If you live in, or near, Pittsburgh, you probably know that “Hamilton” is here right now! Of course, there was no way that I was missing the show since I’ve traveled to New York twice (here and here) and celebrated by 30th birthday in DC by seeing the show (here)!
I saw the show this weekend, but before the show, I went to a really cool event at the Heinz History Center last week called “Hamilton Remix.” Historian Richard Bell came to talk about Hamilton the show vs. Hamilton the man – where the show accurately depicts history, and where it deviates a bit. What was really fun, though, was that the lecture did a really deep dive on everything about the show, including the references to other musicals hidden in Hamilton lyrics, and even the rhyme schemes used. I didn’t fully agree with all of the arguments he made, but the talk did remind me – and everyone else – that Hamilton wasn’t a perfect man. He definitely had some ideas that we wouldn’t agree with today, and could be hypocritical – basically, he was flawed, just like everyone else. But that doesn’t make it any less powerful of a show, or Hamilton’s legacy any less important.
The event at the Heinz History Center actually just made me even more excited to see the show. I’m sure that I’ve mentioned this before, but each time I go to the show, I notice new things happening on stage. I’ve been very lucky in that the accessible seats in every theater have been really great seats, but this time I was right up front, so I could really see every single thing that happened. I’m continually impressed by the choreography and the staging – each and every single character is doing something on stage, and if you watch really carefully, you’ll see the same choreography repeated throughout the show as a call back.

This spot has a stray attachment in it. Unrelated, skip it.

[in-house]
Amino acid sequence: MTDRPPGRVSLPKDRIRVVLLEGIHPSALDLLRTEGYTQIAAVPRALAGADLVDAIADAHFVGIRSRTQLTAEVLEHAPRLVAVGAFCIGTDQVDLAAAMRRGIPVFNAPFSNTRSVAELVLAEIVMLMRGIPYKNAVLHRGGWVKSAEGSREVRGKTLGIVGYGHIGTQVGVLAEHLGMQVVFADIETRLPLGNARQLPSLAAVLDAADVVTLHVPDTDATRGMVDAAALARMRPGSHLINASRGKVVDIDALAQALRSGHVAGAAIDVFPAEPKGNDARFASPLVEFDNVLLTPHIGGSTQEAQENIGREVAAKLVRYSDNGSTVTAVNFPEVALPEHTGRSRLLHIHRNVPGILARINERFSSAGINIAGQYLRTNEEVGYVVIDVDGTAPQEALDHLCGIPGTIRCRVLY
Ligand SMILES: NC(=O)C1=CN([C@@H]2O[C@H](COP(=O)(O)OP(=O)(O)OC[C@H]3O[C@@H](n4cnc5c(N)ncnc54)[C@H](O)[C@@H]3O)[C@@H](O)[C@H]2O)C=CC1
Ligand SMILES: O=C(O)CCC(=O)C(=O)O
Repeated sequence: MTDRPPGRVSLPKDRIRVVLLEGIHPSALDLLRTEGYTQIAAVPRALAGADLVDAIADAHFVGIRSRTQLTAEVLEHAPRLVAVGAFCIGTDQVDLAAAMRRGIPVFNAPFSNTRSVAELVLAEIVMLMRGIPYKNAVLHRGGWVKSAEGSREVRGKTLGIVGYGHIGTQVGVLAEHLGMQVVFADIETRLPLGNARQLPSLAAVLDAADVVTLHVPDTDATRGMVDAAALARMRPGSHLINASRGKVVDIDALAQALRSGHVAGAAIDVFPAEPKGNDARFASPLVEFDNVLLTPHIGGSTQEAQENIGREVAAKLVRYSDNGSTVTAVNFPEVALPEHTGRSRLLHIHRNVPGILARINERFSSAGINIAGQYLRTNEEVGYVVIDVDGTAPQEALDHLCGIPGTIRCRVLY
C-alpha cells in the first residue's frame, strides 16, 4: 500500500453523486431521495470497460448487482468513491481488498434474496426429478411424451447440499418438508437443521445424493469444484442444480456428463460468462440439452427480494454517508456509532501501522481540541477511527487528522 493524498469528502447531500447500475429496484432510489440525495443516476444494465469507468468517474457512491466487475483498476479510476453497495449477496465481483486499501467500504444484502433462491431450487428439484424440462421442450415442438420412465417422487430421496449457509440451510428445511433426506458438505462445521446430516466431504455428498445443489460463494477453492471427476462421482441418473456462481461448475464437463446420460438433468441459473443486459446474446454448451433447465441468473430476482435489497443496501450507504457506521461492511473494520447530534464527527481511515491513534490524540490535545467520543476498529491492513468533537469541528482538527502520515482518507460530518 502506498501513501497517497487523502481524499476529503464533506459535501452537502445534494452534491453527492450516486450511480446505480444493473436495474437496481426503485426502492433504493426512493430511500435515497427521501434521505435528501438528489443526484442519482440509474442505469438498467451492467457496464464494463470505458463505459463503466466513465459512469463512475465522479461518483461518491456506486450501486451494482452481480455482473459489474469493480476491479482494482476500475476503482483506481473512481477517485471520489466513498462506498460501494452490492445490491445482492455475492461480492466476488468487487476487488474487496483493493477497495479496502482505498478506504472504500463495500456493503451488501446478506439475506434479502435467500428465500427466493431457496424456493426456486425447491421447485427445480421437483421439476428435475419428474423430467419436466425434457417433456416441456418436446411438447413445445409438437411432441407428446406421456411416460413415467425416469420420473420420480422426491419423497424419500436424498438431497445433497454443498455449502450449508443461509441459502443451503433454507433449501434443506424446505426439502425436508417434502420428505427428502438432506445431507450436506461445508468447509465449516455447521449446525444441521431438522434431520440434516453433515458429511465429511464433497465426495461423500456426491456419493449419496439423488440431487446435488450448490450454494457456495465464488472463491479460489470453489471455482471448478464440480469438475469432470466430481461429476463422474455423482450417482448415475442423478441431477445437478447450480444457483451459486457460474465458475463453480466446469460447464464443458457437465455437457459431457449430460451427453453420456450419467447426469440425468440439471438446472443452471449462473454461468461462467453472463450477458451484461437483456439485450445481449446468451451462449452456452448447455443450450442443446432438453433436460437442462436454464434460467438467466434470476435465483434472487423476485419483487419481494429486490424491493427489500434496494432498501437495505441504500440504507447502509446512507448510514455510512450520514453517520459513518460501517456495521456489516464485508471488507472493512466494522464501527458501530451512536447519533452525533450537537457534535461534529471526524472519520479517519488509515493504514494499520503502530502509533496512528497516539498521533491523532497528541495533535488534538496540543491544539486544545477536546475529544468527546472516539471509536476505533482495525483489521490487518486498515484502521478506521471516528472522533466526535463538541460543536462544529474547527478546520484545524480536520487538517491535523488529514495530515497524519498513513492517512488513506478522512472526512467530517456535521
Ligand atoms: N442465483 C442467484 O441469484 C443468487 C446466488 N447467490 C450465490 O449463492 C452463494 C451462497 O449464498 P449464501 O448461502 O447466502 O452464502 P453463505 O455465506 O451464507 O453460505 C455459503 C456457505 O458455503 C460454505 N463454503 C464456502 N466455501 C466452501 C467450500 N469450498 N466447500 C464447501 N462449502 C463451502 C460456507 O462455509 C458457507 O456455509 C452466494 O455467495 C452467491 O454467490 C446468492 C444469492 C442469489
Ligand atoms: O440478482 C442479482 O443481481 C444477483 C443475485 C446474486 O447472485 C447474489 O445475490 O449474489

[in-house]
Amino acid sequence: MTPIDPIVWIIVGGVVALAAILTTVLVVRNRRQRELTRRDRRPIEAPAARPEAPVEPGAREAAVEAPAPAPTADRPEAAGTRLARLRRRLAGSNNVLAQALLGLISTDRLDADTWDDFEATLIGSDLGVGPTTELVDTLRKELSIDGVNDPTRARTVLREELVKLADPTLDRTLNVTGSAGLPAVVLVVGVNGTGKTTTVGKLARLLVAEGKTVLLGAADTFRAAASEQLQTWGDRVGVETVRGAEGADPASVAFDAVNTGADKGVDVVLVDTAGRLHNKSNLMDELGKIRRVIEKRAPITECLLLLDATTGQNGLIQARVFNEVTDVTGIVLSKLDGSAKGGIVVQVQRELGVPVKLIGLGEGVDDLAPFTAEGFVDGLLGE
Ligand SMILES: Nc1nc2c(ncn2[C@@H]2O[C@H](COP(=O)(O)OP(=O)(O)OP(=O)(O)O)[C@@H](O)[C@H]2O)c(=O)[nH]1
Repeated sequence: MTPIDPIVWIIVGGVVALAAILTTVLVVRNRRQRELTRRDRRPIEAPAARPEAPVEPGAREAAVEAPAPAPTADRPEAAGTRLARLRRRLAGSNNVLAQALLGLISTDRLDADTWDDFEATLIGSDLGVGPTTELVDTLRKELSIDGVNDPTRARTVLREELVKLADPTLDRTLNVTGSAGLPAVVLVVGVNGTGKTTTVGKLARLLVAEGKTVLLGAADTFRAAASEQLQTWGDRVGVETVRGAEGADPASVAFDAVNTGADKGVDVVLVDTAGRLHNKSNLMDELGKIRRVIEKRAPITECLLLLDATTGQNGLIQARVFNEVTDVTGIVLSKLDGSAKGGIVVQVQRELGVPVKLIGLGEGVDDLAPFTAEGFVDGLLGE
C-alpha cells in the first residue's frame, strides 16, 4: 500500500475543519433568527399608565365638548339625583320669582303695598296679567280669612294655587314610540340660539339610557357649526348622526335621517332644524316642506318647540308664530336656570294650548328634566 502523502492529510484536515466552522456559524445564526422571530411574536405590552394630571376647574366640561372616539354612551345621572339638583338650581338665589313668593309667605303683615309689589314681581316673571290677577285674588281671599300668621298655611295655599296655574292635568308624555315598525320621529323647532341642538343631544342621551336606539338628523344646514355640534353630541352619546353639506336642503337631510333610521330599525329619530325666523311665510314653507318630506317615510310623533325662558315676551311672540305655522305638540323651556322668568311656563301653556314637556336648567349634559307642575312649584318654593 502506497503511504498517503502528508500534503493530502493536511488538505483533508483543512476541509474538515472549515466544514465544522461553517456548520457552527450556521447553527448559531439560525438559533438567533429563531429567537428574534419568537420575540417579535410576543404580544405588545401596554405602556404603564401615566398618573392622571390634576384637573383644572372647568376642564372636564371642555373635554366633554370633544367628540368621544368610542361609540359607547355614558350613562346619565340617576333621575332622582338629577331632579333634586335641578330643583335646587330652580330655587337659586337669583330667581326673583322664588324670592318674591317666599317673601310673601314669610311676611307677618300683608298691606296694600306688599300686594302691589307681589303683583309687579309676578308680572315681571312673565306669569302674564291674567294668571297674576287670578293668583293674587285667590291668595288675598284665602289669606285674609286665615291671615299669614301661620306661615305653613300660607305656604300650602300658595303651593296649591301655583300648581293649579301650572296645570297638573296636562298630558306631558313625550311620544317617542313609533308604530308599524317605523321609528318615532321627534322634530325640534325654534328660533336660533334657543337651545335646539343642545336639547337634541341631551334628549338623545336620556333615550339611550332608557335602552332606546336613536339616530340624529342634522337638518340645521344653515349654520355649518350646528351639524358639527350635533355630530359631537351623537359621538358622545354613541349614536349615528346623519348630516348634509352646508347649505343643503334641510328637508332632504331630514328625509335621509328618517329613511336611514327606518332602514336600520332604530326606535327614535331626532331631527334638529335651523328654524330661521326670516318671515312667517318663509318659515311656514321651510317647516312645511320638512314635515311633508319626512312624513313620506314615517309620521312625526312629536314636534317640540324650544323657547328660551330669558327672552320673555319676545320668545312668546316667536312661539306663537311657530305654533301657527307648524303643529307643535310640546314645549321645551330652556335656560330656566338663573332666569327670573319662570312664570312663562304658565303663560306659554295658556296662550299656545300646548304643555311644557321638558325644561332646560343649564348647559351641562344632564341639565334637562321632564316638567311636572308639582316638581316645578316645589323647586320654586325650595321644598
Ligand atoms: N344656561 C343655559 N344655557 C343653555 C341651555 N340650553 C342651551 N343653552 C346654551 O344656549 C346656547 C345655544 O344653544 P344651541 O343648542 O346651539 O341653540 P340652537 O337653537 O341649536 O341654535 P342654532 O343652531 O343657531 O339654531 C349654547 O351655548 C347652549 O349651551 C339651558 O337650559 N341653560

Seeing the show reminded me about the message of inclusion behind it. Lin-Manuel Miranda wrote his first show, “In the Heights,” partially because he didn’t see anyone like himself on Broadway, and so he wrote his own role. He continued that same message of inclusion for “Hamilton,” by choosing a diverse cast that reflects America today to tell the story of America during its founding. I actually talked about the show a few times during my Ms. Wheelchair USA interviews, because I think its message of inclusion is so important, and I love that it does it by showing, not telling. I’m working hard to promote that same message of inclusion for people with disabilities!